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Senate Refuses To Take Up Enhanced Stimulus Checks Vote On New Year’s Day

   DailyWire.com
WASHINGTON, DC - DECEMBER 30: Sen. Majority Leader Mitch McConnell says Democrats proposal for $2,000 stimulus checks has no realistic path to quickly pass the Senate December 30, 2020 in Washington, DC. The Senate continues debate on the Trump veto override and stimulus check increase.
Katherine Frey/The Washington Post via Getty Images

The U.S. Senate blocked a vote Friday to increase the size of the stimulus checks signed into law late last year from $600 to $2,000 before the next Congress takes over Sunday.

Senate Majority Leader Mitch McConnell (R-KY) decried the policy proposal on the Senate floor on New Year’s Day, saying it would add nearly half a trillion dollars in spending and that a “huge chunk” of that spending would simply go to rich people.

“The House Democrats’ bill is just simply not the right approach,” said McConnell.

The idea of bumping the size of the direct checks, which were approved in the most recent stimulus package signed by President Donald Trump, has been advocated for by Democrats and a small group of Republican lawmakers. The House recently passed a stand-alone bill, which drew support from 44 Republicans and all but two Democrats. The Senate, however, hasn’t held a vote on the policy.

“I’m with the president on this,” Senator Lindsey Graham (R-SC) told Fox News. “I’m in South Carolina, our economy is really hurting here.” He also said he believed a $2,000 stimulus check was about the right size, and that the next Congress should vote on it.

After the standalone bill was blocked Friday a bill that has been blocked in the Senate repeatedly over the last several days Graham took to Twitter to make his case again.

Other Republican senators have strongly disagreed.

“This is simply not targeted relief for the people who need it the most,” said Senate Majority Whip John Thune (R-SD), who objected to the House-passed stimulus checks bill in the Friday legislative session. “Those who say that we should just vote on this flawed House bill conveniently leave out the fact that they do not want us to amend it to make it better to deliver more assistance to people who are hurting the most.”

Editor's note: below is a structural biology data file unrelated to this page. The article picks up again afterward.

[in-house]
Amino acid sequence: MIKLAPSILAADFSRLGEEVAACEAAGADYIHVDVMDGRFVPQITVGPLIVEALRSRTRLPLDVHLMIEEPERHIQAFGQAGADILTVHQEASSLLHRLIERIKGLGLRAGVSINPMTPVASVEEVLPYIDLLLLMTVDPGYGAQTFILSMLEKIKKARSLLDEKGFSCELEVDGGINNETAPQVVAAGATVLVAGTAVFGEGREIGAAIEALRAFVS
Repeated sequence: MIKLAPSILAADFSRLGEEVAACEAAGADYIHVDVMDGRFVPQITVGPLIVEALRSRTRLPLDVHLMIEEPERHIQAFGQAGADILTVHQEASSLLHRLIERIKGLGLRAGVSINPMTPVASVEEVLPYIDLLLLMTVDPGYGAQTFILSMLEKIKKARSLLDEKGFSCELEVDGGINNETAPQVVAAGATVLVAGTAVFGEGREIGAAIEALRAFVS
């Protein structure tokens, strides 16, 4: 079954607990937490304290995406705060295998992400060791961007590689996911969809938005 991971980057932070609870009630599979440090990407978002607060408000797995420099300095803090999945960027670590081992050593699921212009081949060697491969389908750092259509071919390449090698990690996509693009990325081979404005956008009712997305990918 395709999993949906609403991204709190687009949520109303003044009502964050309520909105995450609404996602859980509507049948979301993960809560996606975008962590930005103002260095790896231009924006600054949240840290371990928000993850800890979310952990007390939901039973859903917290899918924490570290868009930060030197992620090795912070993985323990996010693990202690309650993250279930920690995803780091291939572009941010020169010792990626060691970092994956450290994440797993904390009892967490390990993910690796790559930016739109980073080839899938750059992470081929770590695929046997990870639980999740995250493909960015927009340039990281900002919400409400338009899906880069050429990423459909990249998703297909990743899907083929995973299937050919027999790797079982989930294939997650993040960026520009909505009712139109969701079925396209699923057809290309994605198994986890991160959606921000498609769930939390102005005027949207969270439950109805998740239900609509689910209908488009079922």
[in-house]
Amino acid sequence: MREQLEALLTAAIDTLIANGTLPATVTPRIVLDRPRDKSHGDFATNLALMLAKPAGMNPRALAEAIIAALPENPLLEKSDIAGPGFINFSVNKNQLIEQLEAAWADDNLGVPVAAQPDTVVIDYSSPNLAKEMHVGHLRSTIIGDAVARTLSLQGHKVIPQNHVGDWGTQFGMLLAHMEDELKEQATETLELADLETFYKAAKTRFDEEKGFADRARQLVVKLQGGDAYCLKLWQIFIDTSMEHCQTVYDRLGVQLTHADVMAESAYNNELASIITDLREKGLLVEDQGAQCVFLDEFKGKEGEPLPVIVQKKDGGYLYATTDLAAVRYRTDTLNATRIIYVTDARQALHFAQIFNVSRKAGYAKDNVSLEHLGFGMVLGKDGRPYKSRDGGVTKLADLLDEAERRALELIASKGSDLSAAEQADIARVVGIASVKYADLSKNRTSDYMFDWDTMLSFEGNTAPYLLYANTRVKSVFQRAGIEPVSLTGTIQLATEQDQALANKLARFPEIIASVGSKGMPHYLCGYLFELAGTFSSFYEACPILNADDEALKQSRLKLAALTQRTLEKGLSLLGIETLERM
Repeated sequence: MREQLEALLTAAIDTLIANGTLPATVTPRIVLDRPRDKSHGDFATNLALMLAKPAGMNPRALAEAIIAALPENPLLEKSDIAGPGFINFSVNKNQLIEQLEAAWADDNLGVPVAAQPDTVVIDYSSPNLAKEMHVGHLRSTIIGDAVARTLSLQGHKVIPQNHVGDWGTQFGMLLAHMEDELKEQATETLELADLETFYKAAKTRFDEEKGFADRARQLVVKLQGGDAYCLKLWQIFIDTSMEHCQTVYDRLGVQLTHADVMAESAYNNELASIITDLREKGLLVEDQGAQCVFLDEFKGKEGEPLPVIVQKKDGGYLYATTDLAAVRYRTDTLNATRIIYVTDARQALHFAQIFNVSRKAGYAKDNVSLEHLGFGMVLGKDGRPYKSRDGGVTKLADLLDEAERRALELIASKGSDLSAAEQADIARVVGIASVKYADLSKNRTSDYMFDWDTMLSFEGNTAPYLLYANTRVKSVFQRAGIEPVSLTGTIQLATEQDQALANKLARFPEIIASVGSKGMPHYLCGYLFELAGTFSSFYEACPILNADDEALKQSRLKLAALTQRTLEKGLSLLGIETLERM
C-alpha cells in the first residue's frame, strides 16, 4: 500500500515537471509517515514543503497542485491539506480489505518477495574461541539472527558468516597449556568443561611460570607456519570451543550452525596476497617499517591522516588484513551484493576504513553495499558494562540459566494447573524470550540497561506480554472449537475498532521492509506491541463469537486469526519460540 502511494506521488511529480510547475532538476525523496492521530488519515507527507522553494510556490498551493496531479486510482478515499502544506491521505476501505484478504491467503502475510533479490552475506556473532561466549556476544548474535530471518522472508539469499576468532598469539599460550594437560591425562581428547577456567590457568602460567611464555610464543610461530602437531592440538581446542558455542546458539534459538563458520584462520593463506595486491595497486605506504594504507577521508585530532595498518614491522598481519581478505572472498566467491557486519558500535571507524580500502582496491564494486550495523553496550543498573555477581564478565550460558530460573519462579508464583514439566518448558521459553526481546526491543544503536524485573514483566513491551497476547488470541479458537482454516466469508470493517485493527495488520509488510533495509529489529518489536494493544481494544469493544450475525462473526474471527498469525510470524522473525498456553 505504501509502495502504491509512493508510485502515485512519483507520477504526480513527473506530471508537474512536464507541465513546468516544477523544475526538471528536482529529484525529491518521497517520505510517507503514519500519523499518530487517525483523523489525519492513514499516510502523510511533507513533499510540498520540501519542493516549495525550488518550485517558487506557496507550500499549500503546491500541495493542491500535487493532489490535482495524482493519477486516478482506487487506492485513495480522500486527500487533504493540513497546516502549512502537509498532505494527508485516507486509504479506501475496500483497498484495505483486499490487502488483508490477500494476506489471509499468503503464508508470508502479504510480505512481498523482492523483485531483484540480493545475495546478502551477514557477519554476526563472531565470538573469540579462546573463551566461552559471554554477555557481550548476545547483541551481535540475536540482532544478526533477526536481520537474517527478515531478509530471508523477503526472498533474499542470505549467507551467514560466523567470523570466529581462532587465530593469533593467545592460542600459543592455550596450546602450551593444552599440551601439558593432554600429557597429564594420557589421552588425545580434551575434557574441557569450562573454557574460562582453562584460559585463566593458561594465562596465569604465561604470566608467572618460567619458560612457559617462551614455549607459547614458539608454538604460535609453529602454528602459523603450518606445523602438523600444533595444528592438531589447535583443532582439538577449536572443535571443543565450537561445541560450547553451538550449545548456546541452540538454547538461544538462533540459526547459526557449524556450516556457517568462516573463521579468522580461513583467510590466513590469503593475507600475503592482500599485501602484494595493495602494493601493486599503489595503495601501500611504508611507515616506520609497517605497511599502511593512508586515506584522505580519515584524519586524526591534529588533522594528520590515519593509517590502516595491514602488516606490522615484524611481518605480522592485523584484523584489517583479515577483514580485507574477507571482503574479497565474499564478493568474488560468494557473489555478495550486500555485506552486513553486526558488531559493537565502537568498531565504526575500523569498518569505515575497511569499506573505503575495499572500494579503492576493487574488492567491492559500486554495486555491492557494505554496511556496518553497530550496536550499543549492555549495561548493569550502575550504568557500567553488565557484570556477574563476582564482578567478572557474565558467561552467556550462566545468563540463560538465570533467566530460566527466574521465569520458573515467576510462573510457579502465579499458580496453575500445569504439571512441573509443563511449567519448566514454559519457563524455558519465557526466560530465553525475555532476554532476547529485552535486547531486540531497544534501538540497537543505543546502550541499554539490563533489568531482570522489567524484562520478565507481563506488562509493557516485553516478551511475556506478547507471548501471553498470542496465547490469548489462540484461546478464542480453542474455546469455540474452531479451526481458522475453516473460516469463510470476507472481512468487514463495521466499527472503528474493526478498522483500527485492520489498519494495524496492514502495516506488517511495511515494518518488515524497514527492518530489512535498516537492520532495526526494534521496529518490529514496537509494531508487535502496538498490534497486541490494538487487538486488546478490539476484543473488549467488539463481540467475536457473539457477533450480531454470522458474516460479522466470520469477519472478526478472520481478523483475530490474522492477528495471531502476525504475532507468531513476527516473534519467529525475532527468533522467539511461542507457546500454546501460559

Thune argued that Democrats and Republicans had already come together to pass a stimulus package this month that provided “targeted assistance” and dismissed the current checks proposal as a “shotgun approach where a rifle makes a lot more sense.”

Senator Mitt Romney (R-UT), who was the first Republican to endorse $1,000 direct checks back in March 2020, told Deseret News that he was against increasing the funding for stimulus checks: “The economy is showing good signs of life, so we’re not looking for a stimulus. We’re looking to help people in need.”

However, Senator Josh Hawley (R-MO), an early advocate for stimulus check enhancement, said he couldn’t “for the life of me” figure out why a standalone vote had been repeatedly blocked, and estimated that a “supermajority” of the Senate was in favor of the policy.

“Here we are in the throes of the worst pandemic in a century, that working people have borne the brunt of, and all that we’re asking is that those working people be first in line for relief,” said Hawley.

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